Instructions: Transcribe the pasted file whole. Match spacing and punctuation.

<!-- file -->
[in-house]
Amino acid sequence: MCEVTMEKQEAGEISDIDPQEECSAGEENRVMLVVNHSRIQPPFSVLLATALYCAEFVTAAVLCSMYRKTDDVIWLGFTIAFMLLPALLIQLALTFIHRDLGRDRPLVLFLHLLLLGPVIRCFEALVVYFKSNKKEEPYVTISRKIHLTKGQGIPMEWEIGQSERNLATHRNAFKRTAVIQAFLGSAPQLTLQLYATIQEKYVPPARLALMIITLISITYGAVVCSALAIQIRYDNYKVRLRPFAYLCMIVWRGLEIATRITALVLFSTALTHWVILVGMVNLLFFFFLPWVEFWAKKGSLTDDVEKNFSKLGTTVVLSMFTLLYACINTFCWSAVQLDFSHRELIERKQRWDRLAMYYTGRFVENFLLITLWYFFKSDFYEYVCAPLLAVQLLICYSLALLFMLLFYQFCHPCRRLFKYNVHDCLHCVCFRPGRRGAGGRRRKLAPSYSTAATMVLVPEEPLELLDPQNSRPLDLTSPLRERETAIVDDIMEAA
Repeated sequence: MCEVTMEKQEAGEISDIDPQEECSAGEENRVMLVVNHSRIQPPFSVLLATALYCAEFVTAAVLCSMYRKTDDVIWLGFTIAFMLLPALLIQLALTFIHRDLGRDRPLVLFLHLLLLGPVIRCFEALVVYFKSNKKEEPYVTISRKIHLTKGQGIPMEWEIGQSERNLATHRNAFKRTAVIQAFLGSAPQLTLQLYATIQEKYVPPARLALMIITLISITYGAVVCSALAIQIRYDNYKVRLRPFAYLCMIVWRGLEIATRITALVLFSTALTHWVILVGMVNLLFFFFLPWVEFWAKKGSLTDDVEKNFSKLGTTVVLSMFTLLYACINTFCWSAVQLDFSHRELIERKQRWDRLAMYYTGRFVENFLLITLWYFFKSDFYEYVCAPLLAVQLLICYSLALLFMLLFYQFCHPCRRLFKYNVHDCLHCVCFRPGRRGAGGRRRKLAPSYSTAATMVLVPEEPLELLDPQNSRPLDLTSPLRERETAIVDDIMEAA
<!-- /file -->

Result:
[in-house]
Amino acid sequence: MCEVTMEKQEAGEISDIDPQEECSAGEENRVMLVVNHSRIQPPFSVLLATALYCAEFVTAAVLCSMYRKTDDVIWLGFTIAFMLLPALLIQLALTFIHRDLGRDRPLVLFLHLLLLGPVIRCFEALVVYFKSNKKEEPYVTISRKIHLTKGQGIPMEWEIGQSERNLATHRNAFKRTAVIQAFLGSAPQLTLQLYATIQEKYVPPARLALMIITLISITYGAVVCSALAIQIRYDNYKVRLRPFAYLCMIVWRGLEIATRITALVLFSTALTHWVILVGMVNLLFFFFLPWVEFWAKKGSLTDDVEKNFSKLGTTVVLSMFTLLYACINTFCWSAVQLDFSHRELIERKQRWDRLAMYYTGRFVENFLLITLWYFFKSDFYEYVCAPLLAVQLLICYSLALLFMLLFYQFCHPCRRLFKYNVHDCLHCVCFRPGRRGAGGRRRKLAPSYSTAATMVLVPEEPLELLDPQNSRPLDLTSPLRERETAIVDDIMEAA
Repeated sequence: MCEVTMEKQEAGEISDIDPQEECSAGEENRVMLVVNHSRIQPPFSVLLATALYCAEFVTAAVLCSMYRKTDDVIWLGFTIAFMLLPALLIQLALTFIHRDLGRDRPLVLFLHLLLLGPVIRCFEALVVYFKSNKKEEPYVTISRKIHLTKGQGIPMEWEIGQSERNLATHRNAFKRTAVIQAFLGSAPQLTLQLYATIQEKYVPPARLALMIITLISITYGAVVCSALAIQIRYDNYKVRLRPFAYLCMIVWRGLEIATRITALVLFSTALTHWVILVGMVNLLFFFFLPWVEFWAKKGSLTDDVEKNFSKLGTTVVLSMFTLLYACINTFCWSAVQLDFSHRELIERKQRWDRLAMYYTGRFVENFLLITLWYFFKSDFYEYVCAPLLAVQLLICYSLALLFMLLFYQFCHPCRRLFKYNVHDCLHCVCFRPGRRGAGGRRRKLAPSYSTAATMVLVPEEPLELLDPQNSRPLDLTSPLRERETAIVDDIMEAA